New Year’s Resolution #4 – Recycle

Americans produce a staggering amount of waste: in 2010, we threw away over 250 million tons of trash. But where does all that garbage go? Fifty four percent of household waste in 2010 went straight into landfills, while another 12% was combusted to produce energy. Only 34% of that waste was recovered through recycling and composting – that’s a lot of wasted energy and resources! So this year, our fourth resolution is to help the environment by recycling more.   

Most of the trash you throw in the can will eventually make its way to a landfill, where waste will be compacted and covered with layers of soil. In addition to taking up valuable space and resources, landfills also cause a range of environmental problems. They produce high volumes of methane, a greenhouse gas, and can pollute groundwater and local ecosystems. Eventually, many landfills are sealed off and the land is repurposed as forests or parks. While helpful, landfill reclamation is by no means a perfect solution. Waste is still trapped underground where decomposition will be slow, and any breaks in the landfill barrier will still allow toxins and hazardous materials to leach into the soil, air, and groundwater. When you recycle, you’re helping to keep waste out of toxic landfills.

Because it takes less energy to manufacture products from reclaimed materials, recycling is also a great way to conserve resources like oil, electricity, and water. For example, it takes 30% less energy to make glass from recycled glass products than from raw material, and using recycled aluminum saves 96% of the energy used to manufacture cans from raw ore. In 2010, the EPA estimates that the 85 million tons of waste that were recycled saved 186 million metric tons of carbon dioxide, which is equivalent to pulling 36 million cars off the road.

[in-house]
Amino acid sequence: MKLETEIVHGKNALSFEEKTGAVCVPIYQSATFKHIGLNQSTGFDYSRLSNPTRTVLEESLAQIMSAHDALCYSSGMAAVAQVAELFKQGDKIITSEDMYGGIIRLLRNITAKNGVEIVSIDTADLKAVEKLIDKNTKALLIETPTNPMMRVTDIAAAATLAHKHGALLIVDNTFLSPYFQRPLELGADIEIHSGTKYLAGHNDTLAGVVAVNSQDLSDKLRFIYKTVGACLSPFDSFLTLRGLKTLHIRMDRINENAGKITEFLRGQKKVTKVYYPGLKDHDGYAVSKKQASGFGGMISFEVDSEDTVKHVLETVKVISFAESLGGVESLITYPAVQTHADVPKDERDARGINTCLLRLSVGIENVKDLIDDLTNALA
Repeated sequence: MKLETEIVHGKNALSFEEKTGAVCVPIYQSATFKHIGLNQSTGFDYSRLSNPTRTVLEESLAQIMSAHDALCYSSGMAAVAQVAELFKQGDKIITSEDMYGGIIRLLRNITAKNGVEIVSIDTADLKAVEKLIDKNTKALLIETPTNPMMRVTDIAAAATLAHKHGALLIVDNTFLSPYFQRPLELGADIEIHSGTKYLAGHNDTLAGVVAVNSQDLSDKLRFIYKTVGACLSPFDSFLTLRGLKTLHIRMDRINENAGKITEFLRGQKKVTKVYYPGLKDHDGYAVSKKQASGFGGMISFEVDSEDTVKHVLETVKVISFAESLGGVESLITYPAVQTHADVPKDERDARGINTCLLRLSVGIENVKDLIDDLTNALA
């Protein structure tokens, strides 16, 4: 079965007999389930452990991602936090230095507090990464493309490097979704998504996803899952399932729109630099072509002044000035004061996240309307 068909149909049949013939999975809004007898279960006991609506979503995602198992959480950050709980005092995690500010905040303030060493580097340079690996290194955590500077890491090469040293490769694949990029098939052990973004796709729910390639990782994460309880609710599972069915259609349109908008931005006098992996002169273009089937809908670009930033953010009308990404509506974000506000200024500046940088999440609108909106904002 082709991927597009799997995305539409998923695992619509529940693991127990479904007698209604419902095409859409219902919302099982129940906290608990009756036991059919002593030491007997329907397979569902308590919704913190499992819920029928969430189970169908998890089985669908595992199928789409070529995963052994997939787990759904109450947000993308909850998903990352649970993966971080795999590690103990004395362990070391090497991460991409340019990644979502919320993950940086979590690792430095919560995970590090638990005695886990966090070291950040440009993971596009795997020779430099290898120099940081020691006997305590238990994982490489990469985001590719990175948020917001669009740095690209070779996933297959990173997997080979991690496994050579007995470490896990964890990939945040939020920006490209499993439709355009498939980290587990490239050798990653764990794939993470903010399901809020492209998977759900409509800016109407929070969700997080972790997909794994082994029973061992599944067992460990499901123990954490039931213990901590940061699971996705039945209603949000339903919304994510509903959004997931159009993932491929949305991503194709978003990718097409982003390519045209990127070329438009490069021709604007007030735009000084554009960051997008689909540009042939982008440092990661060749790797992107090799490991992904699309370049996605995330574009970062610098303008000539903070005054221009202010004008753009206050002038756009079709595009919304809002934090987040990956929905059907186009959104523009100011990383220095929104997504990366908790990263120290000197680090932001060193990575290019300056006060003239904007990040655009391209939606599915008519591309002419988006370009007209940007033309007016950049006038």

Fortunately, it’s easy to start recycling. Check in your community to see what types of recycling programs are offered. Many cities offer curbside pick-up of basic recyclable items like paper, cardboard, plastic, glass, and aluminum, and those that don’t may have a recycling center where you can take waste. If your city doesn’t have any sort of recycling program, get your community involved in petitioning for curbside pickup and or a local drop-off site. And if you’re already an expert at recycling everyday household products, work on reducing other types of trash. Items like batteries, insulating foam, paint, electronics, and light bulbs can all be recycled through city waste centers, retail stores, or mail-back programs.   

One of the best ways to promote recycling is to support eco-friendly companies, so when you’re shopping look for products made from recycled materials. Also be sure to buy items that you know are recyclable in your area. For example, choose glass packaging over non-recyclable plastics and avoid paper products with any kind of plastic coating. You’ll be reducing the waste that comes from your household and encouraging companies to make their own green choices.

Goals for 2012

• Familiarize yourself with local recycling programs and buy recyclable products.

• Recycle all paper, glass, plastic, and aluminum waste from your household.

• Petition your community to expand recycling access in your area.

• Recycle hard to dispose of items like batteries, insulated foam, paint, electronics, and light bulbs.  

• Support companies that use recycled materials. You can find common products like toysblanketsbags, and tableware all made from 100% recycled materials.

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